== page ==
Will and Love have had their day. They lost too much in translation; they did not achieve what they were intended to. In our efforts to liberate ourselves from the bearded Moloch god, we denied the Real of the Divine. Will and Love, these two were never sufficient. Now it is time we try something truly new: Devotion and Service.
A Priestess is she who mediates between God and the World, between the public and the private; for God lives in the body, not disincarnate in the air, and this is the Mystery of the Christ. The Priestess is the archetype of the Living God in Man; she was the Christ before the Christ, Magdelyn. The Priestess is she who embodies the unembodied, who expresses the intimate. She is Mediatrix. Thus is she artist, poet, musician, writer, dancer; a thousand thousand ways to express the infinite single truth.
The priestess is not the Mystic, nor the Hermit (though sometimes she is, for she is Lady of Contradiction); for the Priestess is She Who Serves. It is her commitment to service, to mediating between the God and man, that makes of her a Priestess. Thus the Priestess is not the private consort of the God but the public servant of the Hidden One. The Priestess is, by definition, a public figure. But are not all women’s bodies public? The Priestess is the answer, the hidden key. All realms of fluctuation are hers.
To experiment with consciousness; this playing and drawing, geomancy in the sand, all this is not for me.
I like to experiment, to play, with the public and the private, with complex; to probe on these strange online platforms the lines of intimacy, the flexibility of intimate space. My use of this public platform to explore the intimate is a devotional act; an act of making my private public; the more private, the more I strive to make it public, the more intimate, the more I strive to separate it from me. This play, this negotiation, this is an act of worship for the Goddess who has no shame, who embodies the guttural, screaming flux. This simple act of taking the most private thing and making it the most public; this does not change consciousness. It changes the world.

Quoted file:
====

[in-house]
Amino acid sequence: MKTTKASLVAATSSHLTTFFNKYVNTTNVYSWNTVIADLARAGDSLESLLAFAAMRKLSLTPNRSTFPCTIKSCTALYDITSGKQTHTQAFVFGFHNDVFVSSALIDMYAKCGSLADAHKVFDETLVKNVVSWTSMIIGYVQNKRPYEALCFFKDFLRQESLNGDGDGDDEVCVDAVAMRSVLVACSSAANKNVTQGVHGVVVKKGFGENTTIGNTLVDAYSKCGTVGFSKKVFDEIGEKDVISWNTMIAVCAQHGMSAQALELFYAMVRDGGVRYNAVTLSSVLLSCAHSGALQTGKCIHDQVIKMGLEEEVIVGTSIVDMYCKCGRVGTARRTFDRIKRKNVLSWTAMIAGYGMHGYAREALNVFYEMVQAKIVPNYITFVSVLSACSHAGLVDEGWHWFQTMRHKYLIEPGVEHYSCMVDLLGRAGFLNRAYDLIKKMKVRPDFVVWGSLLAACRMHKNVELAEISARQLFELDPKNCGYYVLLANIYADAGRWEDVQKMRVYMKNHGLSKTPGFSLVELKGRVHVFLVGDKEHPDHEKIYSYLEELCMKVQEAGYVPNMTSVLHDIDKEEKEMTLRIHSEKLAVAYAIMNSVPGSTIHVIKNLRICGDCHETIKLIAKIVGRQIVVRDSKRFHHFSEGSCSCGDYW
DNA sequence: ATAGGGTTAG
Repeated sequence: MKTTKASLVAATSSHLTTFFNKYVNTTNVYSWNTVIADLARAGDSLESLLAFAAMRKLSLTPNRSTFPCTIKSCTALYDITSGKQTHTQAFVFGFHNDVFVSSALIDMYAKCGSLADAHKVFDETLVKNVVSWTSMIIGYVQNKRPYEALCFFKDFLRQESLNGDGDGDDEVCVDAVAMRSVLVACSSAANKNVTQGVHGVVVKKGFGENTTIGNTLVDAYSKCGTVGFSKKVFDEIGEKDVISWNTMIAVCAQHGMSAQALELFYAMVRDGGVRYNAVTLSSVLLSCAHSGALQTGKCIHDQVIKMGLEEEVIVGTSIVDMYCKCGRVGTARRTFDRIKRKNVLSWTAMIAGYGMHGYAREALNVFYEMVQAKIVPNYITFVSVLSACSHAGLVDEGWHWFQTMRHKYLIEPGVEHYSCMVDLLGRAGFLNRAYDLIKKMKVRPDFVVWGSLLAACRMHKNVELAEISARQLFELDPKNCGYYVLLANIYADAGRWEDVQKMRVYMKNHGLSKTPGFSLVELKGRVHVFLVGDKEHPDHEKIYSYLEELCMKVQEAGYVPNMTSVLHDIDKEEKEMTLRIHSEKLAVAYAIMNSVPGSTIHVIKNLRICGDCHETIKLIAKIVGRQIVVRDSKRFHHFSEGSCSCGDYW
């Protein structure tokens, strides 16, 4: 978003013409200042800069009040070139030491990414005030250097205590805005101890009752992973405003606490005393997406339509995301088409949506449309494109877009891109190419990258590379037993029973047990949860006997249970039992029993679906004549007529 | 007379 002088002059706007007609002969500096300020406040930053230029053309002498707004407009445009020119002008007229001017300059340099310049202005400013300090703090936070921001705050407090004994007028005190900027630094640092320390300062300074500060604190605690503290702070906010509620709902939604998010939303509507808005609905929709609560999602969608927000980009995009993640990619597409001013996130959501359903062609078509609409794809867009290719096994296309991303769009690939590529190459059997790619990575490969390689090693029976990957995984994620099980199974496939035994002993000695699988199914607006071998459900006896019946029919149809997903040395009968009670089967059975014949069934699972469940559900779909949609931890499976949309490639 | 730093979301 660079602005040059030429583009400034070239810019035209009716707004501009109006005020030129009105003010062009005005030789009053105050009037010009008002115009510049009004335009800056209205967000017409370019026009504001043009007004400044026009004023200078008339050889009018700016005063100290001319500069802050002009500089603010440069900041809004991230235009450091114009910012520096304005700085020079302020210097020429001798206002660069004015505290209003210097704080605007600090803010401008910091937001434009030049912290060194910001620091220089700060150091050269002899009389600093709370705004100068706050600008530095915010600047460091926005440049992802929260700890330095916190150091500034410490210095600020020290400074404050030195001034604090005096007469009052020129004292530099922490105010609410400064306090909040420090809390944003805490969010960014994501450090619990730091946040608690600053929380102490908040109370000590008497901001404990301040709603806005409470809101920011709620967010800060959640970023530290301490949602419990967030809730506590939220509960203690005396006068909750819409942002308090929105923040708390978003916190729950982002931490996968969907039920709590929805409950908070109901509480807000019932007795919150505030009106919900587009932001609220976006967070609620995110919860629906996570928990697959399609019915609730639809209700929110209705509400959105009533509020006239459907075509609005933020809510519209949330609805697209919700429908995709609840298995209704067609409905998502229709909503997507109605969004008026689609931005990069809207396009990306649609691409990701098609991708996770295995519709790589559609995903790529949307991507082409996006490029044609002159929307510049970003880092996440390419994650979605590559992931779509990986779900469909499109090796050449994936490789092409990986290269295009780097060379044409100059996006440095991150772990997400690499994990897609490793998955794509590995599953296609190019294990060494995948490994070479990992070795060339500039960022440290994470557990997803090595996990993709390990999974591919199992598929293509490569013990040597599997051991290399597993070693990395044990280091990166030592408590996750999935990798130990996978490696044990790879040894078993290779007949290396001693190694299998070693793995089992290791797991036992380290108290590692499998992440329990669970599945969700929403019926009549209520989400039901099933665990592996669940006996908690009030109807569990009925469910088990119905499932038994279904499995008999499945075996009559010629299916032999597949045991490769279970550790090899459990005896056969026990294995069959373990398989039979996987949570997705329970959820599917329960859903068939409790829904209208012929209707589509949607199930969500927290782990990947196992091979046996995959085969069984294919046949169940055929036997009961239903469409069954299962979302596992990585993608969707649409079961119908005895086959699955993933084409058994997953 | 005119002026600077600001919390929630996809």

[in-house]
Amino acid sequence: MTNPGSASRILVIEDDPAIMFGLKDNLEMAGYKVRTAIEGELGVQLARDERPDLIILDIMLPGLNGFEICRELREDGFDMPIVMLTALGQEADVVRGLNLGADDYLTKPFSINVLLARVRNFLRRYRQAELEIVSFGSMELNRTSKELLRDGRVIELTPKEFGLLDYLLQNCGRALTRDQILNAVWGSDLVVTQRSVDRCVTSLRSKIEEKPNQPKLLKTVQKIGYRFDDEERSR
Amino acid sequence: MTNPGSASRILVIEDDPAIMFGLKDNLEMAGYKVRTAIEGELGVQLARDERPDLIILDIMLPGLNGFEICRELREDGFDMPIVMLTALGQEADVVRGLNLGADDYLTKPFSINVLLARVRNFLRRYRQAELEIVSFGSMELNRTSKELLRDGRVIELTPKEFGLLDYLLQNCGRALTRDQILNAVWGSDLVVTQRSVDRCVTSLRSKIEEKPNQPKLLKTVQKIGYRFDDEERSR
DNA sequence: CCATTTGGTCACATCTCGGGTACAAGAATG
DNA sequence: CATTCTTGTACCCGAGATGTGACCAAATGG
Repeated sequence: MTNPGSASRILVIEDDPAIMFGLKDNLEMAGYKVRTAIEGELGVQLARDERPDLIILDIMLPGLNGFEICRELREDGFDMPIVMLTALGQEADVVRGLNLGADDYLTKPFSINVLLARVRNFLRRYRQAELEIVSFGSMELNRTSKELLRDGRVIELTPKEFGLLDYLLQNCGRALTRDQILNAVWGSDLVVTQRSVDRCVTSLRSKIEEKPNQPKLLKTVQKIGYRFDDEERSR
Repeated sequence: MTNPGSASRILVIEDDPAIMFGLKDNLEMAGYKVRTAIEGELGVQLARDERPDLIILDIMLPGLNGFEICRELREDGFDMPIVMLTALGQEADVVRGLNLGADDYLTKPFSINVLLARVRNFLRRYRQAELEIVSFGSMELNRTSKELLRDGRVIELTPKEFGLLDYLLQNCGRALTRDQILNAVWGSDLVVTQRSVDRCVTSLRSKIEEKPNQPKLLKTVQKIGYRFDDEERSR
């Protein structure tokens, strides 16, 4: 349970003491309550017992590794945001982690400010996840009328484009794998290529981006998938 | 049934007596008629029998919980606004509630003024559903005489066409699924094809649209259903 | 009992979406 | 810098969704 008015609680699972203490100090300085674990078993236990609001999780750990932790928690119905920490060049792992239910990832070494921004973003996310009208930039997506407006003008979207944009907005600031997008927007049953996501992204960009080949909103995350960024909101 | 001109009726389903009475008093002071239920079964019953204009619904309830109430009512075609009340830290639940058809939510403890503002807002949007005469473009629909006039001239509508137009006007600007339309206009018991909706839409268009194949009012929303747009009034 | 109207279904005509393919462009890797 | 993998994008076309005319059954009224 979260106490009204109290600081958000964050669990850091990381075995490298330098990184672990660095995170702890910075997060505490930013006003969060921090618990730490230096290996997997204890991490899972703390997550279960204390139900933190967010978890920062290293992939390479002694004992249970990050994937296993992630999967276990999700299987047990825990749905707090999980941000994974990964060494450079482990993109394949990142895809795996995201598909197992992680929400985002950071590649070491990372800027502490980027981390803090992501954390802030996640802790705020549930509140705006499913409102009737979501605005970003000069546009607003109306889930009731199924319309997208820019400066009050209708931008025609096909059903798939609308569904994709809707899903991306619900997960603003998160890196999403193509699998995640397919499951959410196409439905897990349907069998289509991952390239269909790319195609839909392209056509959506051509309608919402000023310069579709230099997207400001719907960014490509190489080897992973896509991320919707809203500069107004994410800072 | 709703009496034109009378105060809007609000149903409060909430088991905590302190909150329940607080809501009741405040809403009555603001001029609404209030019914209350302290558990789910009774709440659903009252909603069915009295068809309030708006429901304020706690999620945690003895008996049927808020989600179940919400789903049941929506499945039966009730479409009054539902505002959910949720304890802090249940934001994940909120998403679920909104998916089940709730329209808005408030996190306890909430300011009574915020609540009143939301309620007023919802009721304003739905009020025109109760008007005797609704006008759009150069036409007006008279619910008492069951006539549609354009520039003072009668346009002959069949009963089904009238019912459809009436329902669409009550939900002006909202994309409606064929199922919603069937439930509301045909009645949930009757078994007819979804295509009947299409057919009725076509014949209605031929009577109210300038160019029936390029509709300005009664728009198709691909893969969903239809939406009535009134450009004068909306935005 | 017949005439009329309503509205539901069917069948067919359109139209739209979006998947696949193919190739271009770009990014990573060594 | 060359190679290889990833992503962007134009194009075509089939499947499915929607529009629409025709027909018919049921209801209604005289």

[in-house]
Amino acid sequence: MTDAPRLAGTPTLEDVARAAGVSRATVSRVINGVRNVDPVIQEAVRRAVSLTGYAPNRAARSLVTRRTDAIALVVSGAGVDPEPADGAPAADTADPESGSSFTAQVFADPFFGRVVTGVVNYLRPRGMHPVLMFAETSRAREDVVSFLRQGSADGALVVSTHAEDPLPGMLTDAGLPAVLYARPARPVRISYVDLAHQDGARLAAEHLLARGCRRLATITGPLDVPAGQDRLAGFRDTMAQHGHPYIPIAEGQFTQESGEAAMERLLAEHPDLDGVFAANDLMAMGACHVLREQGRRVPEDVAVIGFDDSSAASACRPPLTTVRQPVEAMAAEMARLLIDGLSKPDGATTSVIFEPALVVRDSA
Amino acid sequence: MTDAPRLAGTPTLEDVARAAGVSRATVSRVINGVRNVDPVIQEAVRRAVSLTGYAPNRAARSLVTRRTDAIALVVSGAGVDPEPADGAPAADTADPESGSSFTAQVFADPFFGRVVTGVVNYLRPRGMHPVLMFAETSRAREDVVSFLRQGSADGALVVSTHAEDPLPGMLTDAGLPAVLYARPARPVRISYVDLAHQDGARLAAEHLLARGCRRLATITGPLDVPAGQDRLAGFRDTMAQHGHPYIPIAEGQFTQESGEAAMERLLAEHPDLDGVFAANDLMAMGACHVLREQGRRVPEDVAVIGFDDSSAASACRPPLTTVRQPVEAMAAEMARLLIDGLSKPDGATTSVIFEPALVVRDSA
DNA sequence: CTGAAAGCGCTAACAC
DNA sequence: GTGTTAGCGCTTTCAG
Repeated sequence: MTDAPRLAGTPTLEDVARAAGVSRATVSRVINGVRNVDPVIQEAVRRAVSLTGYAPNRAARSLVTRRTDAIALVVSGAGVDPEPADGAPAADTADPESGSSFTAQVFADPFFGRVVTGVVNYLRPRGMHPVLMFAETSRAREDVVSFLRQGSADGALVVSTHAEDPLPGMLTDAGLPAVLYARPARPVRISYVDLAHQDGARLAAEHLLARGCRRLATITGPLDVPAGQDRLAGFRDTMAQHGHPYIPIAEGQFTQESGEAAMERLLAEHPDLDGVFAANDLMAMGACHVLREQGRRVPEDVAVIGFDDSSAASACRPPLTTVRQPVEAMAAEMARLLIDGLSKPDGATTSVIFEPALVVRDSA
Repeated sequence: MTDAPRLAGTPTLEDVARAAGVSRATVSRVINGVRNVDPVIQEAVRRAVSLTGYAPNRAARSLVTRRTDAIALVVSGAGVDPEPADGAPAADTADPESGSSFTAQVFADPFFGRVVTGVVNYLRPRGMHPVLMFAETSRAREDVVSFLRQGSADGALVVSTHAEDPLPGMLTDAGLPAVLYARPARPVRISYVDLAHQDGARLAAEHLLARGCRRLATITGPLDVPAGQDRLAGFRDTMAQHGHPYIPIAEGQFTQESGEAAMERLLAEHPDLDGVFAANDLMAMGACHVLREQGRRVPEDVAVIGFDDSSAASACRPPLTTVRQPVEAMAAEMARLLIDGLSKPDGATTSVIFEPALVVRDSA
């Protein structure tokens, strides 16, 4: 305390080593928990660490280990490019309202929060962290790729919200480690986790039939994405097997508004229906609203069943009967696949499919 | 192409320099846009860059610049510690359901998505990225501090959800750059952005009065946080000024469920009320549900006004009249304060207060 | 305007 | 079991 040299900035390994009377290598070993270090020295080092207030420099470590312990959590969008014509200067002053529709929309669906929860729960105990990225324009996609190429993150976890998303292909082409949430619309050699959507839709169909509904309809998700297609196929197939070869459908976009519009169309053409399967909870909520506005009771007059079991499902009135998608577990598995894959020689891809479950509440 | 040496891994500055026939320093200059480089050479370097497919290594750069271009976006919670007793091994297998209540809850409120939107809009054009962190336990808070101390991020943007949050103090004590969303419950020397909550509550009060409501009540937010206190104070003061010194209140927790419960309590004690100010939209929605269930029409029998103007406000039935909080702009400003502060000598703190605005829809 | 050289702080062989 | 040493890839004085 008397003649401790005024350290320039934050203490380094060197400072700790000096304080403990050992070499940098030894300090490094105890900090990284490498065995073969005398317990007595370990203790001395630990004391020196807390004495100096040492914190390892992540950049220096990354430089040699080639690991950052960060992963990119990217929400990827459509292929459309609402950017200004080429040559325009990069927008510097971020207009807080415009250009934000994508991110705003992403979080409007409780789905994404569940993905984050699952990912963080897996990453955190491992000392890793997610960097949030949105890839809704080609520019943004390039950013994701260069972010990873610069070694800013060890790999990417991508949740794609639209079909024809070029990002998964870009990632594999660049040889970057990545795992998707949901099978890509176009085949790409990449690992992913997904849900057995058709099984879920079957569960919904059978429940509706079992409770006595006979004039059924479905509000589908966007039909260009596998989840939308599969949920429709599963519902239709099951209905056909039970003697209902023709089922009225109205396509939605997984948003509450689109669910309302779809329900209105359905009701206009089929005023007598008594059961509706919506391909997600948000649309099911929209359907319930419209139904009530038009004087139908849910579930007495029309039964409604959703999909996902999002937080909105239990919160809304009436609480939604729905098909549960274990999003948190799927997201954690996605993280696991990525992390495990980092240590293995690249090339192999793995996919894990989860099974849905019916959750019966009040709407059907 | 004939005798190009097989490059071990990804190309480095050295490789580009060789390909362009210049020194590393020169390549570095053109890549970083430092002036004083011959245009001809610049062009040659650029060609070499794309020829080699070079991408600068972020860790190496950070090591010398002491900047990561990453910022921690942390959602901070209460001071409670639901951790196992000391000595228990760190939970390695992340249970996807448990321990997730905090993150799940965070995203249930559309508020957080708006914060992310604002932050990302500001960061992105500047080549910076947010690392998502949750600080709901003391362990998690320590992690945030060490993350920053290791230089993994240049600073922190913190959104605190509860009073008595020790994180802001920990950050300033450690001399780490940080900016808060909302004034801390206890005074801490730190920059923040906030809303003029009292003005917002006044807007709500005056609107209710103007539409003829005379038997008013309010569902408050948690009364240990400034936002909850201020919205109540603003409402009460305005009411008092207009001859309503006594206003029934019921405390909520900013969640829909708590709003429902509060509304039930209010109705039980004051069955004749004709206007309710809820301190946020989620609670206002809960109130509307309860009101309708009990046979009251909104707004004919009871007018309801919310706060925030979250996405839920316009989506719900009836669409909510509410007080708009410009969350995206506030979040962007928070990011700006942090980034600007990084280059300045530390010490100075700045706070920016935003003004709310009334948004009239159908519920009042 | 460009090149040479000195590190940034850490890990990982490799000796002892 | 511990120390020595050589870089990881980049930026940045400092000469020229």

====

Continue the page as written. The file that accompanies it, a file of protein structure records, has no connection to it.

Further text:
And now I am become the sin eater, she who takes all. And this, the sheer weight of confession, a hundred confessions of a reflection of my intimate experience, a hundred thousand women’s pain borne in my young body; thus I am become Persephone, and it is my task to make my women free.
What does it mean to be Initiatrix? To reach in and pull out. To find the most cherished desire and lay it bare, revealing its falsity, its opposition to the great work. To find the last shored up bit of identification, wherever it is buried, and to drag it up, knowing that when the hidden power of complex hits the light and air it will explode. To become a vehicle of pure instinct, to ignore danger and sense and know only love, in its most painful and horrifying aspects; this is what it is to be Initiatrix.
I define magic as the negotiation and renegotiation of personhood in the world.
Or perhaps, the negotiation and renegotiation of what is understood by ‘reality’ as the collection of personhood called ‘you’ interacts with all that might be called ‘not you’.
Seen in this way, there is no escaping the ethical dimensions of magic – the Great Work, which underpins all. It is impossible to be Priestess without treading this path.
Those who would resist, simply tread the path in the opposite direction, back towards the chaos of Chorozon, the mirror image that would reflect upon you all your fear.
I would even go further, and say: Personhood is constituted according to how we understand the play of magic and reality. To what extent do you recognise the god within you?
Now, all this word-play, this negotiation and renegotiation of concepts, this might be seen as the esoteric side of something that came to my attention at the recent Magickal Women’s Conference in London, this great public expression of the hidden private of women’s magic; the question of public and private space. And it strikes me that there is a fundamental parallel to put ten years of work into a twenty-minute conference paper, and the struggle to speak about the unspeakable experiences of intimate magic. But we must do this; we must do both these things.
We must take our place on the public stage, in public space. We must be loud, and messy, and thoughtful, and glamorous, and clever and spontaneous and instinctual. We must take our place on the public stage, not with Orders and corporation-owned Temples but in our own way; with interconnectivity, with the web of feminine power.
We must take back the knowledge economy. We must find a feminine articulation of the Word: Sophia. We cannot allow Man to own the Word. Both men and women have intimate inexpressible knowledge, and both men and women can express; we women have been robbed of our confidence, but not our ability. It is thus our task to find new articulations, new modes of articulation, new paths through the joy of communication, which is Communion.